She understands the fragility of it all; but also the need to keep pressing on in bringing a torn community together. The task feels enormous since it’s not just about Ferguson but about the still very unfinished work of racial reconciliation and inclusion in America.
But as the positive graffiti and ribbons testify, it can also be brought down to a simple message: “Peace and Justice are two sides of the same coin.”
And these require a people and a nation who care. Do we and can we?
This is a guest post by Candi Castleberry Singleton, chief inclusion and diversity officer, UPMC/University of Pittsburgh Schools of the Health Sciences. The piece originally appeared on her Facebook page.
Until now, I’ve avoided my deeply personal thoughts about all of this news. My heart is so, so heavy.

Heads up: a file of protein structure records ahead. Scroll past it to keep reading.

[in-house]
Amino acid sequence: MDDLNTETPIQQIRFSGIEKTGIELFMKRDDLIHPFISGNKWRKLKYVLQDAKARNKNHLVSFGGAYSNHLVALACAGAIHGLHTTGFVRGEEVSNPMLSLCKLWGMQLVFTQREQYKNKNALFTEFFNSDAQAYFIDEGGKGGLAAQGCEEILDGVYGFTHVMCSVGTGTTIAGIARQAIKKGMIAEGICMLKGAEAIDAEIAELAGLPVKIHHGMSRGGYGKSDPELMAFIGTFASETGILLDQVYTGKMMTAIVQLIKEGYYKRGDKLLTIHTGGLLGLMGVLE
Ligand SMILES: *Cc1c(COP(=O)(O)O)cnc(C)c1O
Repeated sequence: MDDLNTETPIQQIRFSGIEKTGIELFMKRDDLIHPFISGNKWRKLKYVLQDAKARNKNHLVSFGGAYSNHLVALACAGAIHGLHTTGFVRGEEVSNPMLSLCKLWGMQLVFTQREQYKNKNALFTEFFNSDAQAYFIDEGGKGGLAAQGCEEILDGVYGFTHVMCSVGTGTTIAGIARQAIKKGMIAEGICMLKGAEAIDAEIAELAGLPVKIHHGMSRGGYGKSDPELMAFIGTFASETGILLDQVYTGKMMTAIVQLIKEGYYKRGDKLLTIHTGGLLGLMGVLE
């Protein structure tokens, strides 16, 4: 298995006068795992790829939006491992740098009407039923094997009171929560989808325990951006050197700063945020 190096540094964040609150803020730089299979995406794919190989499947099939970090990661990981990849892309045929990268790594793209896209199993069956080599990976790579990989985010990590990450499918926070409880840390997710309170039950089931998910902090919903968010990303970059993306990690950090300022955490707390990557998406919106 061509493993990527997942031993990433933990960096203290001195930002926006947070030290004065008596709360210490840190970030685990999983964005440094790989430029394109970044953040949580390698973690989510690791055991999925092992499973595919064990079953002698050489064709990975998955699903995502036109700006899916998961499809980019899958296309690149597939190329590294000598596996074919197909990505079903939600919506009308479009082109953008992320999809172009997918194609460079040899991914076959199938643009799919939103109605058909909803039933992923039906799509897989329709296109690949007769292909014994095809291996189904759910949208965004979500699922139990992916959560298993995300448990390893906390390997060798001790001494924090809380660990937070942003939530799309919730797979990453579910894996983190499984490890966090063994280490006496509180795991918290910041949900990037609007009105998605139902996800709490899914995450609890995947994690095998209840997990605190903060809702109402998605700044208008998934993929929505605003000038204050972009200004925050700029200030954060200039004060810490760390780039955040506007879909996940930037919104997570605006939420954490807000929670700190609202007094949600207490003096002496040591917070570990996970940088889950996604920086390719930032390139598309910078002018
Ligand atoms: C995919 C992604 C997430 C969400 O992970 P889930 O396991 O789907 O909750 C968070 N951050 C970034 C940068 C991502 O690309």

At age 12, on my way home from school, I was confronted by six White LAPD officers who pointed guns at me and accused me of robbing a hamburger stand on 8th Ave. This was clearly not the case. When they were done harassing the 12-year-old me, they just left. Long story short, I’m grateful to be alive.
At age 18, two Black men mugged and dragged me down an alley on Century Blvd. Inglewood PD arrived and caught one of the two. My mind and body were bruised. Needless to say, I’m grateful to be alive.
Years later, I married a police officer, who served for 16 years in the Bay Area. I’ve prayed for him every day because he was a police officer (he’s no longer an officer), also because off duty, he is a Black man.
I’ve spent many days worried about both sides of this situation. We all know that there are both good community citizens and good officers. There are also bad citizens and officers. We simply CAN’T stereotype ALL people, roles, or functions; this doesn’t move any of this forward.